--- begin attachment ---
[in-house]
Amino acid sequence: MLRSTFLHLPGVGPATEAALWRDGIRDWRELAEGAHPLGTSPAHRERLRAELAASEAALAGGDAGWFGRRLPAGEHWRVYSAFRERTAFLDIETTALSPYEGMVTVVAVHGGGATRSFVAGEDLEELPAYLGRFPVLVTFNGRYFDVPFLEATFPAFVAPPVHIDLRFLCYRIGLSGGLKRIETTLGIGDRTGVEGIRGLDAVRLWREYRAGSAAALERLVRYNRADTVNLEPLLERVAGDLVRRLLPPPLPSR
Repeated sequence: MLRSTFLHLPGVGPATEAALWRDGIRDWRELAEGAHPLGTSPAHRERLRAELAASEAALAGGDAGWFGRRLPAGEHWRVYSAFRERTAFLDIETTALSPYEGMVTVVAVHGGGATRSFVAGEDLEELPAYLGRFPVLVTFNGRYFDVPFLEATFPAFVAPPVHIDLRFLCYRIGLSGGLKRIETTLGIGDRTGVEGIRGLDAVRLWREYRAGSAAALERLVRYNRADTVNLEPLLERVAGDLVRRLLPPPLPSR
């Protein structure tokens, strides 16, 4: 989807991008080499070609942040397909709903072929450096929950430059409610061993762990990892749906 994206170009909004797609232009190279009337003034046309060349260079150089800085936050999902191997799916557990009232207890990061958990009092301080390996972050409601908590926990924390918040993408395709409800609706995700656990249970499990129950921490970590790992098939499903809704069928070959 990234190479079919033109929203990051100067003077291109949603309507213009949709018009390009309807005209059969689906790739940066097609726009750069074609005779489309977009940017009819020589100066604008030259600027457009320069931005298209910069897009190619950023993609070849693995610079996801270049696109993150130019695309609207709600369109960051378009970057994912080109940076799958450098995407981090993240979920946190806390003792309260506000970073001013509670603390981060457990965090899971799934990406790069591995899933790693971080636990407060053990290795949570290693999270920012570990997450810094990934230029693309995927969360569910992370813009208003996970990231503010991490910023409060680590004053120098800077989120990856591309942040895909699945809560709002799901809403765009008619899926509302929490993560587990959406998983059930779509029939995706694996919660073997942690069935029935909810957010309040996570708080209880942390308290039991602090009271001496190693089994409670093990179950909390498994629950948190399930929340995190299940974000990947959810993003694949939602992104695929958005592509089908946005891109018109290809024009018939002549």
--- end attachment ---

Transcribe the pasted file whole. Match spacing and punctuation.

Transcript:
[in-house]
Amino acid sequence: MLRSTFLHLPGVGPATEAALWRDGIRDWRELAEGAHPLGTSPAHRERLRAELAASEAALAGGDAGWFGRRLPAGEHWRVYSAFRERTAFLDIETTALSPYEGMVTVVAVHGGGATRSFVAGEDLEELPAYLGRFPVLVTFNGRYFDVPFLEATFPAFVAPPVHIDLRFLCYRIGLSGGLKRIETTLGIGDRTGVEGIRGLDAVRLWREYRAGSAAALERLVRYNRADTVNLEPLLERVAGDLVRRLLPPPLPSR
Repeated sequence: MLRSTFLHLPGVGPATEAALWRDGIRDWRELAEGAHPLGTSPAHRERLRAELAASEAALAGGDAGWFGRRLPAGEHWRVYSAFRERTAFLDIETTALSPYEGMVTVVAVHGGGATRSFVAGEDLEELPAYLGRFPVLVTFNGRYFDVPFLEATFPAFVAPPVHIDLRFLCYRIGLSGGLKRIETTLGIGDRTGVEGIRGLDAVRLWREYRAGSAAALERLVRYNRADTVNLEPLLERVAGDLVRRLLPPPLPSR
């Protein structure tokens, strides 16, 4: 989807991008080499070609942040397909709903072929450096929950430059409610061993762990990892749906 994206170009909004797609232009190279009337003034046309060349260079150089800085936050999902191997799916557990009232207890990061958990009092301080390996972050409601908590926990924390918040993408395709409800609706995700656990249970499990129950921490970590790992098939499903809704069928070959 990234190479079919033109929203990051100067003077291109949603309507213009949709018009390009309807005209059969689906790739940066097609726009750069074609005779489309977009940017009819020589100066604008030259600027457009320069931005298209910069897009190619950023993609070849693995610079996801270049696109993150130019695309609207709600369109960051378009970057994912080109940076799958450098995407981090993240979920946190806390003792309260506000970073001013509670603390981060457990965090899971799934990406790069591995899933790693971080636990407060053990290795949570290693999270920012570990997450810094990934230029693309995927969360569910992370813009208003996970990231503010991490910023409060680590004053120098800077989120990856591309942040895909699945809560709002799901809403765009008619899926509302929490993560587990959406998983059930779509029939995706694996919660073997942690069935029935909810957010309040996570708080209880942390308290039991602090009271001496190693089994409670093990179950909390498994629950948190399930929340995190299940974000990947959810993003694949939602992104695929958005592509089908946005891109018109290809024009018939002549």